Chit chat at an expat coffee table

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Foreign tourists in Hue Town. Many foreigners wanting long-term stays in Vietnam are not sure about regulations that apply to them.

I have lived in Nha Trang for more than eight years. Over that time I have married a wonderful Vietnamese woman and built a very comfortable home for the two of us with plenty of room for the occasional visit from family or friends. My life here is better than I could have hoped when I first decided to try Vietnam as a retirement destination.
For most of those years I have spent some part of my days visiting with other expats, including Viet Kieu and also with English speaking natives. In our current coffee group we welcome a wide range of short-term visitors who see us on the veranda of our coffee shop and drop in to visit. Our conversations range over a wide selection of topics from US politics to films and music. With the help of iPads and similar devices, Wi-Fi and Google we are usually able to resolve any question that arises before it becomes an argument. It is so easy now that it is almost boring.
But over the years we have always found that one of our most frequent topics of conversation has to do with day-to-day living as a foreigner in someone else's country. These are not so easily resolved with our usual resources! Frequently it comes down to a round-robin of shared ignorance.
The most popular current topic under review has to do with maintaining a legal status here.
Over the years the visa policy has changed repeatedly and often several different policies may be cited by different sources. Many of us are married to Vietnamese and we are able to obtain a five-year visa exemption. Once this document has been approved and affixed to our passports we no longer need to pay US$100 or more for a visa renewal but we are required to visit the local immigration office every 90 days and pay $10 to get a stamp extending our stay.
However, for those not married to locals who wish to remain here long-term, in some cases years, the requirement is for a renewed visa. Recently the fellows in this situation have been discussing the regulations that presently apply to them. I don't listen as carefully to this but it seems that some of them have journeyed over to Cambodia for new visas because they can get one of longer duration and for less money than they can from the local office. I've also gotten the impression that in some cases, they have been obligated to go outside the country as a condition for a new visa?!
Almost a year ago some of the Viet Kieu told us that they were getting their Vietnamese citizenship restored without surrendering their US passport. A great deal for them but no help to us. However, those of us with local wives learned we can now get a "permanent residence" status with an application and a document from the police in our native country vouching for our lack of a police record. In addition, one of our unmarried friends recently was told that he could also get a similar status and he's in the process of applying so we'll see what the outcome is for him.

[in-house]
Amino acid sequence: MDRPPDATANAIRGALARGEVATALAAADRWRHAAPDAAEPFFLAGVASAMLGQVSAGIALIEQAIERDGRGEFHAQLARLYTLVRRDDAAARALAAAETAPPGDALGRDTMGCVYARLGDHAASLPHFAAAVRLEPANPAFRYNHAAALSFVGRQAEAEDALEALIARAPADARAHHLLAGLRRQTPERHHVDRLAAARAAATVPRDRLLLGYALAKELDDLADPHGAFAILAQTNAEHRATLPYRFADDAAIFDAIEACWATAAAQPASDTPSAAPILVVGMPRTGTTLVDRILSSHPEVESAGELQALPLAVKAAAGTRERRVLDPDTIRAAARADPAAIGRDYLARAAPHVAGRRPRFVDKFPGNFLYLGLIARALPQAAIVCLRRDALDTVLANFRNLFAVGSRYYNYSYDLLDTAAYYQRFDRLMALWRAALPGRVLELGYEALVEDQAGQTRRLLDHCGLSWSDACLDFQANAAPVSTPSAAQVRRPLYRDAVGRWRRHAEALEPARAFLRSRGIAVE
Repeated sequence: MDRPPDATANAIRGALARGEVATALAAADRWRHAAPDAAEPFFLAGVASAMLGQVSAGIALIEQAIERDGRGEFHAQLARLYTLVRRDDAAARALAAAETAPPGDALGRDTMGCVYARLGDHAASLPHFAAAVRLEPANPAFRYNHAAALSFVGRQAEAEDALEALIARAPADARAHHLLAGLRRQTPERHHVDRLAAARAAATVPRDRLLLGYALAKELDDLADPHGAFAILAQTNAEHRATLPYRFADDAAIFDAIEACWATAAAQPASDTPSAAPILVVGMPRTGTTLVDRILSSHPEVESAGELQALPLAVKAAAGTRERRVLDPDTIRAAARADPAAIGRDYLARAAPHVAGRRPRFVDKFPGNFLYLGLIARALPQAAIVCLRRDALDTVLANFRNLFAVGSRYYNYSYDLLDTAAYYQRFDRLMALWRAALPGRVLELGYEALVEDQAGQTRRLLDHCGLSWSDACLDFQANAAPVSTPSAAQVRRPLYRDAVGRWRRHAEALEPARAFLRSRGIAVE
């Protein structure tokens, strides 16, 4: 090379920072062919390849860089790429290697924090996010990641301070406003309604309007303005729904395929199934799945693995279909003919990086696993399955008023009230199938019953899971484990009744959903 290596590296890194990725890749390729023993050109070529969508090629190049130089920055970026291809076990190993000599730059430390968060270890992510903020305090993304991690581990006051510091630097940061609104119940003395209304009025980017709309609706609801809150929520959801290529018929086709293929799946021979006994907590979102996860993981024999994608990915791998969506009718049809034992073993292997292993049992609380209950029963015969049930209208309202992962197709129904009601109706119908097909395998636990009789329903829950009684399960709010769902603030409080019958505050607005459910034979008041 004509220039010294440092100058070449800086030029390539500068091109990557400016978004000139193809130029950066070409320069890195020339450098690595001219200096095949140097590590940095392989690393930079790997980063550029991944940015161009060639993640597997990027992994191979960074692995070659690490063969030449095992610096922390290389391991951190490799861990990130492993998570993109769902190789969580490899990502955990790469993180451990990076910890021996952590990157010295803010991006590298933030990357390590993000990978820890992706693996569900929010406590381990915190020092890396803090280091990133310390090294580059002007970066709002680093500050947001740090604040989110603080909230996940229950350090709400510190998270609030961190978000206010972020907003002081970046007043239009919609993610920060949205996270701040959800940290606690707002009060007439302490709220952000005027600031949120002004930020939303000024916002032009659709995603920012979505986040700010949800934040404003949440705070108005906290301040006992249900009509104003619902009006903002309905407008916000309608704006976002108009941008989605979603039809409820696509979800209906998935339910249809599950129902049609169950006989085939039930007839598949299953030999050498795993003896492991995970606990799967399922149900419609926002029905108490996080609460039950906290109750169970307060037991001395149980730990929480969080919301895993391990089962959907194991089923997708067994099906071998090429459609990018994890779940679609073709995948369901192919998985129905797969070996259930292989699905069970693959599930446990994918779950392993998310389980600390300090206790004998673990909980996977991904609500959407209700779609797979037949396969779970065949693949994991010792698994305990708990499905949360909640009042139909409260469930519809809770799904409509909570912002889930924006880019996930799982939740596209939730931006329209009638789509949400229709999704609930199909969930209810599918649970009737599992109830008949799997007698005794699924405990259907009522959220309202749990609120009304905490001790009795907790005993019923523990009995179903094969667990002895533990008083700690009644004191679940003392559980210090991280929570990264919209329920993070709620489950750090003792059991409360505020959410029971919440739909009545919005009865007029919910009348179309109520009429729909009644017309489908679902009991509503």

Yesterday a question arose as to whether applying for and being granted permanent residence might result in the termination of government paid retirement benefits in the expat's home country. Now some are trying to get the answer to this knotty question.
There are a number of other questions that both expats and tourists are not necessarily informed about. For example, it's a common practice for tourists and some expats who don't want to make an investment in their own vehicle to rent a motorbike from one of the many vendors that offer this service. I rented one for two months before I acquired my own.
Unlike renting a car on a trip to a western country, there is no need for any form of deposit nor is proof of insurance requested. The vendor turns over the keys and frequently a helmet and off you go. It is amazing, given the chaos of any city's traffic, that there aren't more accidents involving foreigners.
This leads to the question of what a foreigner does if a policeman decides to stop him and there is no common language. It is common for a motorbike to be confiscated if the policeman decides it is warranted. What a predicament to be in!
For us expats we have the issue that has been mentioned in recent weeks in Vietweek and other English language papers that motorbikes must be registered in the name of the driver (or his family, I would imagine?). For years motorbikes have been bought and sold with just the original owner's card handed over to the buyer. Some bikes may change hands in this way from owner to owner and to another city. The original owner of one of my friend's bikes has been dead for several years.
There have also been some articles about a road use tax going into effect on all vehicles. Where does that stand?
In writing this and raising these issues I am suggesting that a forum, perhaps in this newspaper or possibly on-line or both, could be of inestimable value to all of us. If such a source does already exist I would like to hear of it. I do not have the skills to create such a website but it could generate advertising revenue for someone who does.
Unfortunately, as an added problem, we have the fact that making expats and tourists aware of such a resource is a daunting task in Vietnam. In Nha Trang we have the Khanh Hoa daily paper but when I ask my students if they learn anything about what's going on in Nha Trang from the paper, they all say they never read it. There are frequent performances and public events here but unless you happen to stumble on them at the time or see it mentioned on KTV, the local channel which has occasional English language news, you remain unaware.
If other readers have ideas (or answers), I look forward to hearing them.

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